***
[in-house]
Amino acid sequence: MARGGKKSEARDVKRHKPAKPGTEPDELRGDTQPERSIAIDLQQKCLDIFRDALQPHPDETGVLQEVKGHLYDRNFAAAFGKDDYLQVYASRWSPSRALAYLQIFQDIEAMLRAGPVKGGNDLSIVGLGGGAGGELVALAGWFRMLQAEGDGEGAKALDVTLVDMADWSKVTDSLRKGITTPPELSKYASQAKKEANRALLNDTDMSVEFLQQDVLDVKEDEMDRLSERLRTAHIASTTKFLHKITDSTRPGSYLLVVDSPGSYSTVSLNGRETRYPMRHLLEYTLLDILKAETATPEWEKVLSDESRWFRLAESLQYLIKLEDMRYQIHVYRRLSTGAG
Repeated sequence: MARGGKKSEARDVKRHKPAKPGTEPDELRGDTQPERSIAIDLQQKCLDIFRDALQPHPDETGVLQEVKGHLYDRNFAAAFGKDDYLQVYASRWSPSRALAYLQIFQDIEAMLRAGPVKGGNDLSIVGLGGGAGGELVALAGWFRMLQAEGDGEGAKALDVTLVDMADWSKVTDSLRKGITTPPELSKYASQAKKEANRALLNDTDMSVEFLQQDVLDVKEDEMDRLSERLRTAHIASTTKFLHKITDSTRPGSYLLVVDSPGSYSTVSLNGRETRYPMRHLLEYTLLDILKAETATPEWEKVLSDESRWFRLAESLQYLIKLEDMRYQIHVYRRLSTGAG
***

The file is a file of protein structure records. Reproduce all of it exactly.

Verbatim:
[in-house]
Amino acid sequence: MARGGKKSEARDVKRHKPAKPGTEPDELRGDTQPERSIAIDLQQKCLDIFRDALQPHPDETGVLQEVKGHLYDRNFAAAFGKDDYLQVYASRWSPSRALAYLQIFQDIEAMLRAGPVKGGNDLSIVGLGGGAGGELVALAGWFRMLQAEGDGEGAKALDVTLVDMADWSKVTDSLRKGITTPPELSKYASQAKKEANRALLNDTDMSVEFLQQDVLDVKEDEMDRLSERLRTAHIASTTKFLHKITDSTRPGSYLLVVDSPGSYSTVSLNGRETRYPMRHLLEYTLLDILKAETATPEWEKVLSDESRWFRLAESLQYLIKLEDMRYQIHVYRRLSTGAG
Repeated sequence: MARGGKKSEARDVKRHKPAKPGTEPDELRGDTQPERSIAIDLQQKCLDIFRDALQPHPDETGVLQEVKGHLYDRNFAAAFGKDDYLQVYASRWSPSRALAYLQIFQDIEAMLRAGPVKGGNDLSIVGLGGGAGGELVALAGWFRMLQAEGDGEGAKALDVTLVDMADWSKVTDSLRKGITTPPELSKYASQAKKEANRALLNDTDMSVEFLQQDVLDVKEDEMDRLSERLRTAHIASTTKFLHKITDSTRPGSYLLVVDSPGSYSTVSLNGRETRYPMRHLLEYTLLDILKAETATPEWEKVLSDESRWFRLAESLQYLIKLEDMRYQIHVYRRLSTGAG